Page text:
Famous phrase: I am sick and tired of being sick and tired.
In most southern states few blacks could vote – despite what the constitution said! In Hamer’s home state of Mississippi, for example, only 5% of blacks could vote. Whites kept most blacks from voting with poll taxes, literacy tests, arrest, violence and, as in the case of Medgar Evers, even murder.
Hamer’s parents were sharecroppers: they worked planting and picking cotton for a white man who, in return, allowed them to live on his land in an old, falling-apart house and paid them just enough to keep them alive but not enough to stop their hunger pains. His dog lived better than they did.
In 1923 at age six she started working. By age 12 her family had saved enough to buy a tractor and rent some land. But then a white neighbour poisoned their cows and they were worse off than before! On that day Hamer promised herself to “do something for the black man of the South if it would cost my life.”
She had done well in school but after six years of education she had to drop out to help support the family, working 12 to 14 hours a day.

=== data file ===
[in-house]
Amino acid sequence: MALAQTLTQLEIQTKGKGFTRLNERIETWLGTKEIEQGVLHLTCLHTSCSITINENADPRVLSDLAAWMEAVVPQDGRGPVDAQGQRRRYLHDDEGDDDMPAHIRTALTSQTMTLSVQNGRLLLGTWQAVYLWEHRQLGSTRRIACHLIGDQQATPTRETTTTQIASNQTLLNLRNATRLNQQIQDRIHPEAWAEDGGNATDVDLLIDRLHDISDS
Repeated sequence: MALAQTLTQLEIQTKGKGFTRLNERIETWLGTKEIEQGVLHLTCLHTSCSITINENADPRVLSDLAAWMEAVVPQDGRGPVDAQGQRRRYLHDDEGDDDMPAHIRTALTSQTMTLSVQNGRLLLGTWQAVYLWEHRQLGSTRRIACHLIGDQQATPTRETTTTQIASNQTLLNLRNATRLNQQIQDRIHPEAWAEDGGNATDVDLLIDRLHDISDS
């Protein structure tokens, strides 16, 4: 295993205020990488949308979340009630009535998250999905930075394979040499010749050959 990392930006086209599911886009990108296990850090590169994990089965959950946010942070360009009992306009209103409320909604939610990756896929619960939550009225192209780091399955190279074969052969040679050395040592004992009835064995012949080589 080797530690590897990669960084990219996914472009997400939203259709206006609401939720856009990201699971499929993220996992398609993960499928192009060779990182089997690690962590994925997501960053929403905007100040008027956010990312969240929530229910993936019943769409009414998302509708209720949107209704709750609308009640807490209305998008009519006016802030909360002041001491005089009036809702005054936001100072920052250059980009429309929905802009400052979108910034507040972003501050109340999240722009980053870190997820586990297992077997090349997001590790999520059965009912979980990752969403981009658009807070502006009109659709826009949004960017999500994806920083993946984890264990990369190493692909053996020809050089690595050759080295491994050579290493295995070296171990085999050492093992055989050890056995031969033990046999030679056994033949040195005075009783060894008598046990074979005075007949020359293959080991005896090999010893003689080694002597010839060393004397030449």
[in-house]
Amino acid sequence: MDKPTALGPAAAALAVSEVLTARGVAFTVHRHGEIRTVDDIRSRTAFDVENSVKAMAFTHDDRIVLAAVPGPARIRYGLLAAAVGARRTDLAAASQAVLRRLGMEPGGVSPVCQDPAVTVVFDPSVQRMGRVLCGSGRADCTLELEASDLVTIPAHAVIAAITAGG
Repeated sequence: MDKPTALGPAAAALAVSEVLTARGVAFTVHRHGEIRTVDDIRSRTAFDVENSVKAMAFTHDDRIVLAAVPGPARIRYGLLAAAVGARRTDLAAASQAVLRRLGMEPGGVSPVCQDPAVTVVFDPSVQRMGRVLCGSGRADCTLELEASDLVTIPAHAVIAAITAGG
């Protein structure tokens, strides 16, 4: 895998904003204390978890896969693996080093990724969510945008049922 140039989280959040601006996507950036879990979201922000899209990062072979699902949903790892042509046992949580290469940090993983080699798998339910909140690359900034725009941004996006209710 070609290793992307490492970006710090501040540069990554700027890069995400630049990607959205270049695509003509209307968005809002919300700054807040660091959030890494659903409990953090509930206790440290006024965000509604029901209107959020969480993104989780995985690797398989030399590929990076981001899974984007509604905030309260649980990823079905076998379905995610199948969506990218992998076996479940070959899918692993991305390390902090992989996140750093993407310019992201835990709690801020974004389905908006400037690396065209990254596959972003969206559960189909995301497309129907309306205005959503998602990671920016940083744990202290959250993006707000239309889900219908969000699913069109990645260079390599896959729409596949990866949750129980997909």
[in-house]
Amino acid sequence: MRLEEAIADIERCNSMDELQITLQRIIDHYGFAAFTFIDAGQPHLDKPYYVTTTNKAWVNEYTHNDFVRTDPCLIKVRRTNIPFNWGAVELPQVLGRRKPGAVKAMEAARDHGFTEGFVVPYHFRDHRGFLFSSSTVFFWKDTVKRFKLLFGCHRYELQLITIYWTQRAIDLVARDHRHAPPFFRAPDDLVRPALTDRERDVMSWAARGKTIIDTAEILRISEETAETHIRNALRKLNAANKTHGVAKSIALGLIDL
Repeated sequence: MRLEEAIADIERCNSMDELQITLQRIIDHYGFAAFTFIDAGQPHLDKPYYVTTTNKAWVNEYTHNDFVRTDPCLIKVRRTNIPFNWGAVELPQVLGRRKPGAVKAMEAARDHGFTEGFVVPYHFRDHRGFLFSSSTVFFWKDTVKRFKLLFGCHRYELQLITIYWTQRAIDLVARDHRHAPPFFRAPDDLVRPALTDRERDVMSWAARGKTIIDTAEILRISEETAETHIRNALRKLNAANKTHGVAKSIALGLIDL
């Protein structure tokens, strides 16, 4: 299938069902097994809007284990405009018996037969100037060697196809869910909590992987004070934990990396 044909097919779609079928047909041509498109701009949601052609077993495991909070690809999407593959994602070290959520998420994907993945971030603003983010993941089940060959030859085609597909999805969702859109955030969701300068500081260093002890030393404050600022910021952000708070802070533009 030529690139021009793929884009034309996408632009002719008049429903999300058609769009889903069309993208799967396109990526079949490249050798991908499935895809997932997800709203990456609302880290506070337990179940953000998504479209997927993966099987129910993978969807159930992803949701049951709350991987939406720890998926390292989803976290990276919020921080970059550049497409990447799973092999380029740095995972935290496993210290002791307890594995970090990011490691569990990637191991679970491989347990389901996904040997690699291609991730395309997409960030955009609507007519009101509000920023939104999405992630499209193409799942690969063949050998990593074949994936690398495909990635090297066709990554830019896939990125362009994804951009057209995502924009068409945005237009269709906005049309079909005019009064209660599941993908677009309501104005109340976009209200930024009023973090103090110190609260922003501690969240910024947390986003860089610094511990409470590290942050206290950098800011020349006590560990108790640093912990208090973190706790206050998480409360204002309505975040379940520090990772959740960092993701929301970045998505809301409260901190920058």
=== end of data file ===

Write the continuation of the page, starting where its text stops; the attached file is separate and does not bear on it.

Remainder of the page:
She got married in 1944. Against her will a white doctor made it so she could not have children! She adopted two girls.
In 1962 she went to register to vote. They made her take a test and she failed. The white man her family sharecropped for found out and kicked her off his land, telling her never to come back. Later some white men shot at her.
She went to work for SNCC to get blacks to register to vote. She was a great speaker. Her words and actions gave people hope and courage.
She tried to register a second time and again she failed the test. But the third time, in 1963, she passed!
A few months later the police arrested her and had two black prisoners beat her up so badly she could not move her legs. They damaged a kidney and an eye for life. Martin Luther King found out and sent Andrew Young to get her out of jail.
The Democratic Party in Mississippi only allowed whites to run for office. SNCC set up the Mississippi Freedom Democratic Party to run both blacks and whites. In 1964 it got more votes! But despite that it was not allowed in to the Democratic Convention that summer: the president was afraid it would lose him too many white votes in the South.
Hamer protested to the credentials committee. The television networks carried her testimony in full on the evening news. Her story shocked and shamed many whites. A year later Congress passed the Voting Rights Act, outlawing literacy tests, poll taxes and all the rest.
– Abagond, 2010.